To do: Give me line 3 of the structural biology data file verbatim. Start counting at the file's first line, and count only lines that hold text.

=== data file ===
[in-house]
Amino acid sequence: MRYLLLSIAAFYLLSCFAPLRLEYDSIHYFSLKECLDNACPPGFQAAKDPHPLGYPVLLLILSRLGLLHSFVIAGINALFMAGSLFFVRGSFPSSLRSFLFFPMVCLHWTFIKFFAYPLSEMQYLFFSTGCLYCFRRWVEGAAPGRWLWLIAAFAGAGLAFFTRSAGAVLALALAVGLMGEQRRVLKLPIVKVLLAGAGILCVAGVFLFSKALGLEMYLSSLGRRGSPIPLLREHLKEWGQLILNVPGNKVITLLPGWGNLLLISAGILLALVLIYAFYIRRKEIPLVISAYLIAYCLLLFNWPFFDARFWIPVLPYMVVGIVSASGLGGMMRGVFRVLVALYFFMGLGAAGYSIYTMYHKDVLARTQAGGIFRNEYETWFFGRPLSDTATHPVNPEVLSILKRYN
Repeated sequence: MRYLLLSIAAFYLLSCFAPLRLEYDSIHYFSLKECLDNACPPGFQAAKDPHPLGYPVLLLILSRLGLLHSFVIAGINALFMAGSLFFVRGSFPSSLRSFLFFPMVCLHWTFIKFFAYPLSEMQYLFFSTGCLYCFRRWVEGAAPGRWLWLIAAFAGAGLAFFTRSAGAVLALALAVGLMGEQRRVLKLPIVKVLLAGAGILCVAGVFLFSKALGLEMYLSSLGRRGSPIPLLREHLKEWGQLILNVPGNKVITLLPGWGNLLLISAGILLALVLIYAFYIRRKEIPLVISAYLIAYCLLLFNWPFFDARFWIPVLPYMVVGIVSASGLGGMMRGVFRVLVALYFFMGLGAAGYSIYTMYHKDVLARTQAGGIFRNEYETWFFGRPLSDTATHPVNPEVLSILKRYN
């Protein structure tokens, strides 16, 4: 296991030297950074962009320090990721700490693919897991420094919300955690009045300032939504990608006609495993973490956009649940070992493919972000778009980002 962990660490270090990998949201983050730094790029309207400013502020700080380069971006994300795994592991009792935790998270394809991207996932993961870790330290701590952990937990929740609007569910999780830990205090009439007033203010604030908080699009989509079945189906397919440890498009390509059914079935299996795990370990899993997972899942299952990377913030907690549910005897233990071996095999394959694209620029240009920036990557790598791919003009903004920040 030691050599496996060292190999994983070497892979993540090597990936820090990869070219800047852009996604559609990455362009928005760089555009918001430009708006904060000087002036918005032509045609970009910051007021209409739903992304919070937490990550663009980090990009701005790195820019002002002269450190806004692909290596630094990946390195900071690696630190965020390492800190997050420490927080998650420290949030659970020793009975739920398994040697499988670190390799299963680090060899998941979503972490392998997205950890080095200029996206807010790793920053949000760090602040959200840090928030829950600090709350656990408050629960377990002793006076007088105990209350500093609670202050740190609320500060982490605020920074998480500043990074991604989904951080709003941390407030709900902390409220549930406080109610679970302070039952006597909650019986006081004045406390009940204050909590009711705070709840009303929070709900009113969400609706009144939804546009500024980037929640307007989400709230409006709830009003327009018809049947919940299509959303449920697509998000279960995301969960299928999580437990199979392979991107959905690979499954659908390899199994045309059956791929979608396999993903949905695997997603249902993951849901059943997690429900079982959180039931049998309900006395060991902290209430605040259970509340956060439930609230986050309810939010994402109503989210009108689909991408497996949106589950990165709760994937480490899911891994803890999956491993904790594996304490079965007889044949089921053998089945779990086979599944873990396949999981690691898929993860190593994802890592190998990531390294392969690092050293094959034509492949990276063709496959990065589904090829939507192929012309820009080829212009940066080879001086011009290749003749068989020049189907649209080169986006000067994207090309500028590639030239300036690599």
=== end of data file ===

Repeated sequence: MRYLLLSIAAFYLLSCFAPLRLEYDSIHYFSLKECLDNACPPGFQAAKDPHPLGYPVLLLILSRLGLLHSFVIAGINALFMAGSLFFVRGSFPSSLRSFLFFPMVCLHWTFIKFFAYPLSEMQYLFFSTGCLYCFRRWVEGAAPGRWLWLIAAFAGAGLAFFTRSAGAVLALALAVGLMGEQRRVLKLPIVKVLLAGAGILCVAGVFLFSKALGLEMYLSSLGRRGSPIPLLREHLKEWGQLILNVPGNKVITLLPGWGNLLLISAGILLALVLIYAFYIRRKEIPLVISAYLIAYCLLLFNWPFFDARFWIPVLPYMVVGIVSASGLGGMMRGVFRVLVALYFFMGLGAAGYSIYTMYHKDVLARTQAGGIFRNEYETWFFGRPLSDTATHPVNPEVLSILKRYN